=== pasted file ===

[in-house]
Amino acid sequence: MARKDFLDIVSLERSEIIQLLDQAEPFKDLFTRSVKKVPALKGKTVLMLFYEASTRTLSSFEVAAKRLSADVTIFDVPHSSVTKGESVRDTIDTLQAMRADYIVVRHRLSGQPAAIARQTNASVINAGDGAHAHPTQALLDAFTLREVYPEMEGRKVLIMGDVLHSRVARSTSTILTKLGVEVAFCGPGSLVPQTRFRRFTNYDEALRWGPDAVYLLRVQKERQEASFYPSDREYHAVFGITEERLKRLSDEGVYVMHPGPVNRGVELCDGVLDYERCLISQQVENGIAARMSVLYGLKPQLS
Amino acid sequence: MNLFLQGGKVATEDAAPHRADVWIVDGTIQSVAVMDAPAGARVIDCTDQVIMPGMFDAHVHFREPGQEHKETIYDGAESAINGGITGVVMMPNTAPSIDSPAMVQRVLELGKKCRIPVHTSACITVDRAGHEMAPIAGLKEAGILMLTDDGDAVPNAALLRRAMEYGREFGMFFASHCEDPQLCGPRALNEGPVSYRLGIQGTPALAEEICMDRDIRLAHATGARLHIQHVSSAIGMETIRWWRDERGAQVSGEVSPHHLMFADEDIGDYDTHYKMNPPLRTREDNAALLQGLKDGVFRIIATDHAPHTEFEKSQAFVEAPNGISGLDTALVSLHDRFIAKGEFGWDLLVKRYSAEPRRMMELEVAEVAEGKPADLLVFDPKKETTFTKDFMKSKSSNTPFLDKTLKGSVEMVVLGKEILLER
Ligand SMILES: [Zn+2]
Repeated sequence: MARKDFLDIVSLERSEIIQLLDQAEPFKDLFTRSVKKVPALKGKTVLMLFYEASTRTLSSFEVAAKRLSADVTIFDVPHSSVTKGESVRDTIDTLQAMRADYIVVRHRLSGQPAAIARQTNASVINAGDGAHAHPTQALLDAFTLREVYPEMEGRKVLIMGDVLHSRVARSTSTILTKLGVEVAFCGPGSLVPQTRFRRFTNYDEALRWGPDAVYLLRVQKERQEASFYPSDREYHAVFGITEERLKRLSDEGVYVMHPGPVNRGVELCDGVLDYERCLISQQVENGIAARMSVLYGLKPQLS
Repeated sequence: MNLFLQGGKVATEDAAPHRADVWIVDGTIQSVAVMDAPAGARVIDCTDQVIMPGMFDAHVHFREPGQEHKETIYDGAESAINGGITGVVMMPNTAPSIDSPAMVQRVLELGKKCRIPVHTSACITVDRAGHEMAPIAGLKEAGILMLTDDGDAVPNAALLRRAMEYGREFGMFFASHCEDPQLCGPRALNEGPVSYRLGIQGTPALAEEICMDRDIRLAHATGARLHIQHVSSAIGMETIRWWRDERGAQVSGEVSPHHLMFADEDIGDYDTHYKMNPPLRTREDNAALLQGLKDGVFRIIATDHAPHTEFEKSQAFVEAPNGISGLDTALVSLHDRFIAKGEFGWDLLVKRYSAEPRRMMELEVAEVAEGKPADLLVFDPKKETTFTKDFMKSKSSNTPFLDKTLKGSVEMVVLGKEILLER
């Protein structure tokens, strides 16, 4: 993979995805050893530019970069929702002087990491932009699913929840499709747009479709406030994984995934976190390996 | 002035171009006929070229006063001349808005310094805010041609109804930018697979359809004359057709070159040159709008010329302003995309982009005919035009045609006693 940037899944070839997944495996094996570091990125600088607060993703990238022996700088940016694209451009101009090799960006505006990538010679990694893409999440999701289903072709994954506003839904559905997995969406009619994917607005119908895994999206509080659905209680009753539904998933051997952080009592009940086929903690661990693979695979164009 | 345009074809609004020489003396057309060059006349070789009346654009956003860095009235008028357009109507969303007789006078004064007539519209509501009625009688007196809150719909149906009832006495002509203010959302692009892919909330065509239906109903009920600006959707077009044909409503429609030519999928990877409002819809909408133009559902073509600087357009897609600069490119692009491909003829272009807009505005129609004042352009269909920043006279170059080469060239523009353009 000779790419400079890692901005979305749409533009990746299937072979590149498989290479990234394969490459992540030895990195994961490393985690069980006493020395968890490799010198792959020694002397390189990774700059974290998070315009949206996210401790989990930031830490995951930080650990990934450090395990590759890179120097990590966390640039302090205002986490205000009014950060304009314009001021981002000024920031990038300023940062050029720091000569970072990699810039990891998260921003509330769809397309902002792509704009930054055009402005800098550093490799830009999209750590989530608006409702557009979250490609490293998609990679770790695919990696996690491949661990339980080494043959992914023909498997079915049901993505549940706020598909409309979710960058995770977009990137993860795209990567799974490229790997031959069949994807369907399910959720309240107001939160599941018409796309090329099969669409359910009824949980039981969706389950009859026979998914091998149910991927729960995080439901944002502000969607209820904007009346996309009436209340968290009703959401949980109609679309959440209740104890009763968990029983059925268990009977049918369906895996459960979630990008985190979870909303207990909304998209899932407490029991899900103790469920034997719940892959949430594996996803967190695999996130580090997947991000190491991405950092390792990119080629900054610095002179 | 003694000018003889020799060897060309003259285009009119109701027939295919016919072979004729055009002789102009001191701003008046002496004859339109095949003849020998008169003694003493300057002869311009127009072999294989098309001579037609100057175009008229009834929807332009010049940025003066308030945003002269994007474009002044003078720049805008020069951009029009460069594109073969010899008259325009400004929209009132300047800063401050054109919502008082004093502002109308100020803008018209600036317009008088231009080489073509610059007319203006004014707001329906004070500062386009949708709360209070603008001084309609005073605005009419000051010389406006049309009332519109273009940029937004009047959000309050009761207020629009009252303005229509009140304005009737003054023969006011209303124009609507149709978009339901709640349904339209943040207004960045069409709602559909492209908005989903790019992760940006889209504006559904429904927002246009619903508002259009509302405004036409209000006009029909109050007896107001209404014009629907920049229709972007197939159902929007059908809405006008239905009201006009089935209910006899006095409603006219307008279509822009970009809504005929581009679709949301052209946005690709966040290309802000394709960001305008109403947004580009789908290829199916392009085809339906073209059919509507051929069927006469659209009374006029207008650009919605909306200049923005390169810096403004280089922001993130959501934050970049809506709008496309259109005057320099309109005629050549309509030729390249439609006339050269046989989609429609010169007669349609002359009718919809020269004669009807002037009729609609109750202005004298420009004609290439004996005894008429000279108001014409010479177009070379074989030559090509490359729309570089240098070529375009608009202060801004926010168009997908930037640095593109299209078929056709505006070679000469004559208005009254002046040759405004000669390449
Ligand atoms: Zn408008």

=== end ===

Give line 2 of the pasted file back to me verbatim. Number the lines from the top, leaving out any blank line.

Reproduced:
Amino acid sequence: MARKDFLDIVSLERSEIIQLLDQAEPFKDLFTRSVKKVPALKGKTVLMLFYEASTRTLSSFEVAAKRLSADVTIFDVPHSSVTKGESVRDTIDTLQAMRADYIVVRHRLSGQPAAIARQTNASVINAGDGAHAHPTQALLDAFTLREVYPEMEGRKVLIMGDVLHSRVARSTSTILTKLGVEVAFCGPGSLVPQTRFRRFTNYDEALRWGPDAVYLLRVQKERQEASFYPSDREYHAVFGITEERLKRLSDEGVYVMHPGPVNRGVELCDGVLDYERCLISQQVENGIAARMSVLYGLKPQLS